[PATCH 12/13] x86/jitalloc: prepare to allocate exectuatble memory as ROX

Edgecombe, Rick P rick.p.edgecombe at intel.com
Fri Jun 2 04:13:44 AEST 2023

On Thu, 2023-06-01 at 14:00 -0400, Kent Overstreet wrote:
> On Thu, Jun 01, 2023 at 04:54:27PM +0000, Edgecombe, Rick P wrote:
> > It is just a local flush, but I wonder how much text_poke()ing is
> > too
> > much. A lot of the are even inside loops. Can't it do the batch
> > version
> > at least?
> > 
> > The other thing, and maybe this is in paranoia category, but it's
> > probably at least worth noting. Before the modules were not made
> > executable until all of the code was finalized. Now they are made
> > executable in an intermediate state and then patched later. It
> > might
> > weaken the CFI stuff, but also it just kind of seems a bit
> > unbounded
> > for dealing with executable code.
> I believe bpf starts out by initializing new executable memory with
> illegal opcodes, maybe we should steal that and make it standard.

I was thinking of modules which have a ton of alternatives, errata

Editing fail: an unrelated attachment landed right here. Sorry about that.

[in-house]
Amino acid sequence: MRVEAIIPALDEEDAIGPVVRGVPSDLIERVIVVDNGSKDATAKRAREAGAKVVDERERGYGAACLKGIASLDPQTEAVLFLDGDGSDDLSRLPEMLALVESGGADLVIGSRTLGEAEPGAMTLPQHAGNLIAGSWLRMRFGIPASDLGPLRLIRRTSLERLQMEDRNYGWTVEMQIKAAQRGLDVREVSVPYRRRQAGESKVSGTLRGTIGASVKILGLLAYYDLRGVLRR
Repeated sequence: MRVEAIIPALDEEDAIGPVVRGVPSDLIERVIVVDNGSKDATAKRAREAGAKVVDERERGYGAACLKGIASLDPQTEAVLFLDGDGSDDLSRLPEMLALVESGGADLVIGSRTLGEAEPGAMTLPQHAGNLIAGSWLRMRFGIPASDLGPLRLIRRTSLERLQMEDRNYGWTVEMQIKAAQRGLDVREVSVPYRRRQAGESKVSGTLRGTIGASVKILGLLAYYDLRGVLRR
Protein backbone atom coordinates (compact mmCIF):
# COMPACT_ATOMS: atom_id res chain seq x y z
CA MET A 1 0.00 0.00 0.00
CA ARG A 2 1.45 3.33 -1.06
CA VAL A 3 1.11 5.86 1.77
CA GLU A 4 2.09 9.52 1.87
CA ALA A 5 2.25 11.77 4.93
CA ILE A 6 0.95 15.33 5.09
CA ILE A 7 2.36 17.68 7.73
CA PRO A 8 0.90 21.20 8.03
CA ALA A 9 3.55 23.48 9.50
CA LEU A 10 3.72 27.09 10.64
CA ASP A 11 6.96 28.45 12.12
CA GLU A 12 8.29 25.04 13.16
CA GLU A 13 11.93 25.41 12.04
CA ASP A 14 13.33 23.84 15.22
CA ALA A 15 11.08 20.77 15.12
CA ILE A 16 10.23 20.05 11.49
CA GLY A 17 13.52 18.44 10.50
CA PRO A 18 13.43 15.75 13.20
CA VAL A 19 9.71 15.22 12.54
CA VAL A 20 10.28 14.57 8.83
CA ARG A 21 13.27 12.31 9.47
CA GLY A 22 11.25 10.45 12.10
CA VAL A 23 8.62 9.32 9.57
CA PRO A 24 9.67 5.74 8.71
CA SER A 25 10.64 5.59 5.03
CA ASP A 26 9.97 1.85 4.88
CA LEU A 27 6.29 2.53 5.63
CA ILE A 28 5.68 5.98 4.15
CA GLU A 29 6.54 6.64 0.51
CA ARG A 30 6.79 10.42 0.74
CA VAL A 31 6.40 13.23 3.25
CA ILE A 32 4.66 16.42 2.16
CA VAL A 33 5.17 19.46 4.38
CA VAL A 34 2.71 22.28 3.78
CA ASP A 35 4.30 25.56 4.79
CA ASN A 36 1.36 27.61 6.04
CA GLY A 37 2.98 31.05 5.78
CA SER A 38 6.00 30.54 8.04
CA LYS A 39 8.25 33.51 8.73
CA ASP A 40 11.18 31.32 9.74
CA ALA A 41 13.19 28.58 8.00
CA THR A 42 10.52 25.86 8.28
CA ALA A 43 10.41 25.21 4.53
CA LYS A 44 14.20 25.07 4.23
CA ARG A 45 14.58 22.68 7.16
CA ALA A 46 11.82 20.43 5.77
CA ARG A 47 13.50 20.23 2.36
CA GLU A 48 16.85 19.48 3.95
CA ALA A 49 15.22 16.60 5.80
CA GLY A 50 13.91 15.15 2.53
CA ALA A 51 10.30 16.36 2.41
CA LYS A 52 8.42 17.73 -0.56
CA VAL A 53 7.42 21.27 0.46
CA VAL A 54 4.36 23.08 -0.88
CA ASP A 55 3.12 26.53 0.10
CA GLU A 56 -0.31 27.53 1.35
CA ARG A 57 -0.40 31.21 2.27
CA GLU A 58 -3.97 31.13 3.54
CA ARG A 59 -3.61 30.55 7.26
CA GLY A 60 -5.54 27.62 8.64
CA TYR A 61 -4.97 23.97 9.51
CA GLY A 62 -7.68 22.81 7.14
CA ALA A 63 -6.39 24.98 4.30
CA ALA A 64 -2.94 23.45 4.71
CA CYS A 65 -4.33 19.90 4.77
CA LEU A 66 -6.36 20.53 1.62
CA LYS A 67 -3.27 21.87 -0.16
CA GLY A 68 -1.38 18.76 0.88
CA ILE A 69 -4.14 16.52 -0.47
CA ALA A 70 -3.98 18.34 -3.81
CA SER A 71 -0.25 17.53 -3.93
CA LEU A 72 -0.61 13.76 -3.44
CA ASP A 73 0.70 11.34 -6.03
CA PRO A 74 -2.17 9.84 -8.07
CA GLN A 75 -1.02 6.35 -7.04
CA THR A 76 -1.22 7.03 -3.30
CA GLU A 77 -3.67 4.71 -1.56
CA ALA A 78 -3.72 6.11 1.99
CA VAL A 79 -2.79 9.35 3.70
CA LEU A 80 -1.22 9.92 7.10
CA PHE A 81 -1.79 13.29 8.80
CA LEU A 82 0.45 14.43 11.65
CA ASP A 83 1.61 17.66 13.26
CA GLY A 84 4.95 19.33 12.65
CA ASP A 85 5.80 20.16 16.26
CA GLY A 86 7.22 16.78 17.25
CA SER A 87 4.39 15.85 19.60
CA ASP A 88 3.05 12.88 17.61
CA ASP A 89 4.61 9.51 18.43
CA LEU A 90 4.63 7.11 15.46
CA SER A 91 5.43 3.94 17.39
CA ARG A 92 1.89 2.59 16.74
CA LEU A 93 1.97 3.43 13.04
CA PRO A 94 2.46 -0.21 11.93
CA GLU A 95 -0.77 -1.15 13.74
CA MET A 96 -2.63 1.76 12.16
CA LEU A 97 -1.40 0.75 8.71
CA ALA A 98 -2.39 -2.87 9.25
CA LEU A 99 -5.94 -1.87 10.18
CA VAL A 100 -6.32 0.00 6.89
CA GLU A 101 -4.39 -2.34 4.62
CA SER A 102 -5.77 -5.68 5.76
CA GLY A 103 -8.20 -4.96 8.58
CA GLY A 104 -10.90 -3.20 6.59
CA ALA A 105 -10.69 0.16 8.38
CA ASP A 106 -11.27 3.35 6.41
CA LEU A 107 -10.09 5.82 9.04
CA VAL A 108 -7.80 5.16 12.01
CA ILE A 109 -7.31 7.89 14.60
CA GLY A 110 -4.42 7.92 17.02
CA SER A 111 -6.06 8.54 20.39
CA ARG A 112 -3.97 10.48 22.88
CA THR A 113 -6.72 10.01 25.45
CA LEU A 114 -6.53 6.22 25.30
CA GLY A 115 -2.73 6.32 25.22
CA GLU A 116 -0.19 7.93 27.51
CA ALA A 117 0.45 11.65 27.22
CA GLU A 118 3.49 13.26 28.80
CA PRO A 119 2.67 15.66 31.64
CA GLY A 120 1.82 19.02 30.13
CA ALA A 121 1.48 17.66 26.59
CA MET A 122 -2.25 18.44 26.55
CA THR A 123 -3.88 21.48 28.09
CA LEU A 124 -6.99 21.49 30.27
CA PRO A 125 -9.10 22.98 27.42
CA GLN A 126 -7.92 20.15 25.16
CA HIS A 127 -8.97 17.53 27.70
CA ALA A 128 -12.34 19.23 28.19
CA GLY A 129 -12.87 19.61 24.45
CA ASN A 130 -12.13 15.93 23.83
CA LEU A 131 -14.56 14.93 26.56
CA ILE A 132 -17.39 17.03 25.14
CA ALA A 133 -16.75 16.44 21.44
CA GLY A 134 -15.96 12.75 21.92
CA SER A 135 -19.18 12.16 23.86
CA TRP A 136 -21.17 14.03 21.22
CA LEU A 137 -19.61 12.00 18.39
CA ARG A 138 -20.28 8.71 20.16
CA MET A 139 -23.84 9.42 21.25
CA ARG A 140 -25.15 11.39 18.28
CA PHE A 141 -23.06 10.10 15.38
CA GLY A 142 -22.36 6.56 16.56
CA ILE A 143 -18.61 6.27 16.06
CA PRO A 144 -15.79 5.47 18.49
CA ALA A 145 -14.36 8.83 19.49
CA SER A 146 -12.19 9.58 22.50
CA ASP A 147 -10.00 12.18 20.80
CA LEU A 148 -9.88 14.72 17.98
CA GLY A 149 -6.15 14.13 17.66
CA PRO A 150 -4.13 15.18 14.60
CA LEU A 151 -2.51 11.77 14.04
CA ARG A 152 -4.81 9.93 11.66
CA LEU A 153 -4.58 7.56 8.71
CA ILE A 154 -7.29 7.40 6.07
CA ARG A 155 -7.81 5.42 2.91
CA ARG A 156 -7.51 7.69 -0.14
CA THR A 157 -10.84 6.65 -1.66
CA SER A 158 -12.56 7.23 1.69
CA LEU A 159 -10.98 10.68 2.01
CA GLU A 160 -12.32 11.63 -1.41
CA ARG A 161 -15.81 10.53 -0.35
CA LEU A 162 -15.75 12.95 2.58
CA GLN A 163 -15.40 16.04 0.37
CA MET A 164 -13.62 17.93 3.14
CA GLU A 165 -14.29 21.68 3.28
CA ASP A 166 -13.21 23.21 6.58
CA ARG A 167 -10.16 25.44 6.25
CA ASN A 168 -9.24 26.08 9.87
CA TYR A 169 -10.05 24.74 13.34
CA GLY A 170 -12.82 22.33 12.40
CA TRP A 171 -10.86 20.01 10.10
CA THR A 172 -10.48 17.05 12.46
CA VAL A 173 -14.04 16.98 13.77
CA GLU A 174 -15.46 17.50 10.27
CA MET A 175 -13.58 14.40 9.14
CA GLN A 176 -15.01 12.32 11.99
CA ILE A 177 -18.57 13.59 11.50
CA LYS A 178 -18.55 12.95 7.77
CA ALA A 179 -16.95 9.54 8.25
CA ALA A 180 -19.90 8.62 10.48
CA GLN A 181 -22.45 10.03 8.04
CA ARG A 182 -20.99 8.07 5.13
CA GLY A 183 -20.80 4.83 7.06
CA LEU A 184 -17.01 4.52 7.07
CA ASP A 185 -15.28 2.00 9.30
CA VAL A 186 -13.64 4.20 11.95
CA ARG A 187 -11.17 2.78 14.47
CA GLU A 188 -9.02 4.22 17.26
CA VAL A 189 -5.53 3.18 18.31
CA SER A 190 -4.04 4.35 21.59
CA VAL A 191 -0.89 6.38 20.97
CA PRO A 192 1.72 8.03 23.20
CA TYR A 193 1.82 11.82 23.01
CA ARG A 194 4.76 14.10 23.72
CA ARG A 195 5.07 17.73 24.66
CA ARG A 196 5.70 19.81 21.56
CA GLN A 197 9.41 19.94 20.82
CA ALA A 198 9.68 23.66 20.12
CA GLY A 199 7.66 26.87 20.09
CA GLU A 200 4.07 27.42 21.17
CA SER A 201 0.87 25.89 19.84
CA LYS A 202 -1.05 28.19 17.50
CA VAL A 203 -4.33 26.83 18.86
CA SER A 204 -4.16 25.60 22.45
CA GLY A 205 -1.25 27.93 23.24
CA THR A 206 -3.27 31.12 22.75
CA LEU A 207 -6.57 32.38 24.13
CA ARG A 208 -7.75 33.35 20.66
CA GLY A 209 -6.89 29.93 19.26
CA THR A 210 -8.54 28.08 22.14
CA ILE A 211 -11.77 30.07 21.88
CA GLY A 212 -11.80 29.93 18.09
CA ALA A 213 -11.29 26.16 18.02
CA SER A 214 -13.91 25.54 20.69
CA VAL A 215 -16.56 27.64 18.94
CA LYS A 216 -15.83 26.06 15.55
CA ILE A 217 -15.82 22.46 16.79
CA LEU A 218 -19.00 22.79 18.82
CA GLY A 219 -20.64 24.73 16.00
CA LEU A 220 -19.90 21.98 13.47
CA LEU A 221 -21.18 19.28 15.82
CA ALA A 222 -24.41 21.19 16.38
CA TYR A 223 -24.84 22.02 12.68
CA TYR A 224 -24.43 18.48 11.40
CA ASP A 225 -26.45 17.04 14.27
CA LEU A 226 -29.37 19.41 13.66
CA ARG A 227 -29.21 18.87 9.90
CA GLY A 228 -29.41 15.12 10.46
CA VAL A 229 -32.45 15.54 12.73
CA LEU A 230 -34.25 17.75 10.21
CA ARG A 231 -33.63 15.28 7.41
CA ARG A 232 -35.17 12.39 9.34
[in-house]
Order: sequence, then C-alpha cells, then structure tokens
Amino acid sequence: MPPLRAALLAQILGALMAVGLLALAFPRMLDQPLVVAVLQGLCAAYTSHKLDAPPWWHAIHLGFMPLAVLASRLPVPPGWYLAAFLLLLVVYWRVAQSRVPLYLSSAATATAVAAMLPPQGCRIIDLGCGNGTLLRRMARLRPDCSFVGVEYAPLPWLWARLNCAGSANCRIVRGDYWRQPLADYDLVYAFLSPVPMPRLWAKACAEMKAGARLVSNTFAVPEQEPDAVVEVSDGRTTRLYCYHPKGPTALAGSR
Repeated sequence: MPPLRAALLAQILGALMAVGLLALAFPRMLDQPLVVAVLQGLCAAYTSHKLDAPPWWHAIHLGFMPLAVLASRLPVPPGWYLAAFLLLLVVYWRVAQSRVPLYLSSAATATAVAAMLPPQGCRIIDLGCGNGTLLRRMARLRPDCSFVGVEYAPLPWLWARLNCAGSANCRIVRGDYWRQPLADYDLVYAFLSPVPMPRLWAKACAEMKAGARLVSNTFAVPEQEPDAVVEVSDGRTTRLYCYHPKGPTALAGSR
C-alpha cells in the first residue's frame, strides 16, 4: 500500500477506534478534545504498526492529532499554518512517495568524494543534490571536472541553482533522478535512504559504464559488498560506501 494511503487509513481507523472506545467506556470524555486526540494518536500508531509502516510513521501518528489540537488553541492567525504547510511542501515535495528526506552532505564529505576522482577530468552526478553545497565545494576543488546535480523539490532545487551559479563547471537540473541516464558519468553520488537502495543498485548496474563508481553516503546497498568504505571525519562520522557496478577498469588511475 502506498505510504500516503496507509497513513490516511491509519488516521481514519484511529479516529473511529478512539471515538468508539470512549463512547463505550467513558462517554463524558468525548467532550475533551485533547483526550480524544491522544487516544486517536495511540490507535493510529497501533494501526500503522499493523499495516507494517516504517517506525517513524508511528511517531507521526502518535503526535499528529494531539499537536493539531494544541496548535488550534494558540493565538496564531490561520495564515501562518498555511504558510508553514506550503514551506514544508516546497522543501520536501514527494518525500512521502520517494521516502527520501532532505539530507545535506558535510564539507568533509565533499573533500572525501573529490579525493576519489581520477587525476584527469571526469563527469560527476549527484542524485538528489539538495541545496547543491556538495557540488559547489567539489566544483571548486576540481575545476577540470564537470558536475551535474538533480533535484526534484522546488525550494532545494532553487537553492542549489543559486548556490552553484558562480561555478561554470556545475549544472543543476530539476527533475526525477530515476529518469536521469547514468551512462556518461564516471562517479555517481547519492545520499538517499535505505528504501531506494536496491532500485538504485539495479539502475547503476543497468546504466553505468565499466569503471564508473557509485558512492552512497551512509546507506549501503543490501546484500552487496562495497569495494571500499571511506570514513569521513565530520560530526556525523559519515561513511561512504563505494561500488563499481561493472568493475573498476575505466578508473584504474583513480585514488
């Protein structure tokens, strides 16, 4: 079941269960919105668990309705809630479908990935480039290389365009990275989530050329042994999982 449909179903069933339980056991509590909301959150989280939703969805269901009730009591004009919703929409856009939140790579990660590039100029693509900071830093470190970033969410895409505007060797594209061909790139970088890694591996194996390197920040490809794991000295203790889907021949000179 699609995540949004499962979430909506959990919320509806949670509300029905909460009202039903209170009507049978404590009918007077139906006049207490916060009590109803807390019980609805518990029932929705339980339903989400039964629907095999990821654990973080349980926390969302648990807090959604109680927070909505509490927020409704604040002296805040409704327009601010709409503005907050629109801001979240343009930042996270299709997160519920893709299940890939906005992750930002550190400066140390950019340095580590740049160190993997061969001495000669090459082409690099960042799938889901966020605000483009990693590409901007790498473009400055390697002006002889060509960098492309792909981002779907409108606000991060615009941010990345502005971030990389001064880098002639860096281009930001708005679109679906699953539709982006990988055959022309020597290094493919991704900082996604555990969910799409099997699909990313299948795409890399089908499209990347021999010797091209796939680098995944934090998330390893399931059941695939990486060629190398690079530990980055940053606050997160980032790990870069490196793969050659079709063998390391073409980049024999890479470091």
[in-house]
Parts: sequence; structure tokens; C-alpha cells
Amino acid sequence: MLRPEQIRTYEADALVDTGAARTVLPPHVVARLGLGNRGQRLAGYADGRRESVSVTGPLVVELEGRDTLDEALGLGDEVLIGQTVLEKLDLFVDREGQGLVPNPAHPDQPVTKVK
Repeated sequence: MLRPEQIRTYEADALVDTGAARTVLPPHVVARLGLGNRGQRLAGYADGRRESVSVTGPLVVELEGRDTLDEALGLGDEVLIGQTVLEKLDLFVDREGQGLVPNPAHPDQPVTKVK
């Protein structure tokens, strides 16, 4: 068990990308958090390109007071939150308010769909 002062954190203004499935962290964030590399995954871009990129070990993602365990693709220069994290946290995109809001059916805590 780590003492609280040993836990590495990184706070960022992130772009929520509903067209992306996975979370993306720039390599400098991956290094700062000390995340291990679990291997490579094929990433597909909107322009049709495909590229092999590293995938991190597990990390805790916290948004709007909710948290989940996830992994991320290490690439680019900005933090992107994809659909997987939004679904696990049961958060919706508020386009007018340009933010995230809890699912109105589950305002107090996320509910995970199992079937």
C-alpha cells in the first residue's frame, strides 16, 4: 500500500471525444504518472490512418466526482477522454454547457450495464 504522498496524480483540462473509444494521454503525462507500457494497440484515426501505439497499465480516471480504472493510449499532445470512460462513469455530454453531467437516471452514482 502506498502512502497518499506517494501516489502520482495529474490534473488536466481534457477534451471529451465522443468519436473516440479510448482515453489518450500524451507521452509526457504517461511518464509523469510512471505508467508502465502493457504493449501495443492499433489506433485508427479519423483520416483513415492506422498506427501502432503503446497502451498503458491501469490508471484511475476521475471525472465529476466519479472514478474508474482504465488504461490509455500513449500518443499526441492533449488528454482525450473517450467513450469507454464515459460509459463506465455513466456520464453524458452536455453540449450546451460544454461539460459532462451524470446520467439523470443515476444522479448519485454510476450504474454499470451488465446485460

fixes, etc applied to them after the initial sections are written to
the to-be-executable mapping. I thought this had zeroed pages to start,
which seems ok.

> > Preparing the modules in a separate RW mapping, and then
> > text_poke()ing
> > the whole thing in when you are done would resolve both of these.
> text_poke() _does_ create a separate RW mapping.

Sorry, I meant a separate RW allocation.

> The thing that sucks about text_poke() is that it always does a full
> flush, and AFAICT that's not remotely needed. What it really wants to
> be
> doing is conceptually just
> kmap_local()
> mempcy()
> kunmap_loca()
> flush_icache();
> ...except that kmap_local() won't actually create a new mapping on
> non-highmem architectures, so text_poke() open codes it.

Text poke creates only a local CPU RW mapping. It's more secure because
other threads can't write to it. It also only needs to flush the local
core when it's done since it's not using a shared MM. It used to use
the fixmap, which is similar to what you are describing I think.

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